526.6in-S 7.2in rian strata. The latter consist mainly of highly crystalline gneisses and schists; and the only evidence of their Cambro-Silurian age consists in the

MANCHE fact that they are overlain unconformably by the Silurian beds, coming between the latter and the great granite axis, by which it is supposed they have been metamorphosed.

DOUBS Mr. R. Chalmers describes at considerable length the interesting glacial phenomena of the same region. Mr. Hugh Fletcher's extended report on the

SAVOIE northern and hitherto unsurveyed portion of Cape

Vsestr 5253 Breton, with the accompanying map of the whole island, places the geology of this province on a par with that of the rest of Acadia. The scale of the map, which covers 24 sheets, is entirely too

Less than 54.36in liberal, being at least twice as large as either the topographic or geologic details require ; and the bulkiness of the map seriously diminishes its use- the Cymric people. Broca prepared his map acfulness, especially in the absence of a general map cording to the frequency of the deviations from of the island on one sheet.

the average height, and his result is quite similar The remainder of the volume is made up of de- to what is obtained when, as in the present intailed reports on the apatite mines and deposits of stance, the average height itself is the basis of Ottawa county, and the gold mines of the Lake of comparison. In both cases France is divided by the Woods, and some scattering observations on a line from north-west to south-east into two parts, the mines and minerals of Ontario, Quebec, and the inhabitants of one of which are markedly Nova Scotia.

taller than those of the other, while about the same regions appear as the extremes either of tallness or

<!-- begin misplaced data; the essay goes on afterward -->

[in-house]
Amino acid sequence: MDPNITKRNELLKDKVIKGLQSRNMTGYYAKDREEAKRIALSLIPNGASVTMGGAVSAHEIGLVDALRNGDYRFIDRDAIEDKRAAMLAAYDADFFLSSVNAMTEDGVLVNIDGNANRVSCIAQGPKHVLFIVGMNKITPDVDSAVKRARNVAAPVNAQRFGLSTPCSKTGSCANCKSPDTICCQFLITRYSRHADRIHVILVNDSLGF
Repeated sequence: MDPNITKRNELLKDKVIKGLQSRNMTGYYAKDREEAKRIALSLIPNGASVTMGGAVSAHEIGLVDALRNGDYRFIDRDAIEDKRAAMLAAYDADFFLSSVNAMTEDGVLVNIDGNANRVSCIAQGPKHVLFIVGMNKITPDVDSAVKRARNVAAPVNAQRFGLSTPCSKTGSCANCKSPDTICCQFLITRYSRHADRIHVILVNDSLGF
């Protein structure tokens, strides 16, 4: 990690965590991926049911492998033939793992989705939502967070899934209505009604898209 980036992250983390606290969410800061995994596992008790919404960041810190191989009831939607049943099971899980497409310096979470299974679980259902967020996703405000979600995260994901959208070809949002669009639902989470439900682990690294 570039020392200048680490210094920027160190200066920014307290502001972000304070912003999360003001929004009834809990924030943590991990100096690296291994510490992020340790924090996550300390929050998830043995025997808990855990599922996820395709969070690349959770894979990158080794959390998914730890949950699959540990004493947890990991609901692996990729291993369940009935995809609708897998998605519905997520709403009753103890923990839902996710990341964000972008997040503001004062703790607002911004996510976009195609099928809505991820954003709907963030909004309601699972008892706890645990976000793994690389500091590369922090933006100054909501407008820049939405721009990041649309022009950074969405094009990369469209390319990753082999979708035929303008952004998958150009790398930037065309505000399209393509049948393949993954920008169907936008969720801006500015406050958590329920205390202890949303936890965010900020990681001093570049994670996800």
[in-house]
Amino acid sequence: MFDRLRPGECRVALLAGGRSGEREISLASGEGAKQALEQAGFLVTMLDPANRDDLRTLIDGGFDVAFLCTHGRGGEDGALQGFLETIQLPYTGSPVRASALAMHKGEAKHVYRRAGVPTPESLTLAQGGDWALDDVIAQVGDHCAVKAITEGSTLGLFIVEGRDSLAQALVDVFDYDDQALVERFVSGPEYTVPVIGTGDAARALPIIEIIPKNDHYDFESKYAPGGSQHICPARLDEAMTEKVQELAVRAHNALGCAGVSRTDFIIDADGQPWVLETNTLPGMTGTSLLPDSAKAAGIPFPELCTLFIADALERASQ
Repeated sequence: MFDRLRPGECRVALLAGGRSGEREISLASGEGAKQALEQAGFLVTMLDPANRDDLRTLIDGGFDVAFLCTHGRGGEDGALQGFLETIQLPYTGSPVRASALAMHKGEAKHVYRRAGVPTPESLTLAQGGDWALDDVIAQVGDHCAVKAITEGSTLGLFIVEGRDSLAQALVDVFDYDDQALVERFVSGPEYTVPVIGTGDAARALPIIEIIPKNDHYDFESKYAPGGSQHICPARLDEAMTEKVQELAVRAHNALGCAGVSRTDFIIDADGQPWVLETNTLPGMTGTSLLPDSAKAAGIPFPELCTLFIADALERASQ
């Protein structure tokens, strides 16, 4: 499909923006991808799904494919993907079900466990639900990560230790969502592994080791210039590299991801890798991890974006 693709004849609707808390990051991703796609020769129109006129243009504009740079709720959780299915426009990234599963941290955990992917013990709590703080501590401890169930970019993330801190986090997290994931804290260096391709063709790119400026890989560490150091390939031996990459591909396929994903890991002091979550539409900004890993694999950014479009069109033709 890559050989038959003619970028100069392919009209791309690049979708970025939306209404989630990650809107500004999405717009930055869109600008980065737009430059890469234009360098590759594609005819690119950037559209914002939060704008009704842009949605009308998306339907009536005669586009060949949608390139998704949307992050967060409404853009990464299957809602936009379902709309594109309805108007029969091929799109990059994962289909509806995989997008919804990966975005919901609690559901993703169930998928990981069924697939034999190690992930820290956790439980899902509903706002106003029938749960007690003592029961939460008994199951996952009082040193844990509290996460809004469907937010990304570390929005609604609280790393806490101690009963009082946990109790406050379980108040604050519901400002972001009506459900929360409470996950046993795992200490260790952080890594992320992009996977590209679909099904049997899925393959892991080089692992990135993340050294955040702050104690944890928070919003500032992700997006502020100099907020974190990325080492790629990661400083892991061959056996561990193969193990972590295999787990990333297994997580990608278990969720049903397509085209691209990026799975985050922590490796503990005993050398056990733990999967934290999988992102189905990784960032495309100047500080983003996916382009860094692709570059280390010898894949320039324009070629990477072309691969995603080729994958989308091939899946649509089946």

smallness in both cases. HEIGHT IN FRANCE.

It is well known that if the height of a large In the accompanying map of France the average number of men are taken, and the number of men height of the inhabitants is indicated by the shad- at each height be recorded, the largest number of ing, in which the darker shades denote the smaller, records will centre about the mean height of the and the lighter shades the greater heights. It whole group, and the number will grow smaller as will be seen that a line, as shown on the map, we leave the point of average height to either side. 1 From the Revue scientifique, October, 1885. By M.

It is further known that the frequency of the JACQUES BERTILLON.

records at each point of the scale is deterinined by

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the probability curve. The applicability of this cretinism) seem to be active is offered in Switzer-
curve to the representation of height has been fre- land. Here there seems to exist a true type of
quently tested, and is found always to hold wher- dwarfs whose heights centre about 4 feet. The
ever the conditions upon which the law depends suggestion that minor influences such as these
are present; viz., that variations in the phenom- may also be active in producing the differentiation
enon in question be due to a large number of of height in France, is worthy of consideration.
causes, no one of which has any great effect.
Where the law does not hold in the case of a series

THE EXTRACTION OF SUGAR FROM
of heights, the probability is strong that there are
some influences in question which cause a con-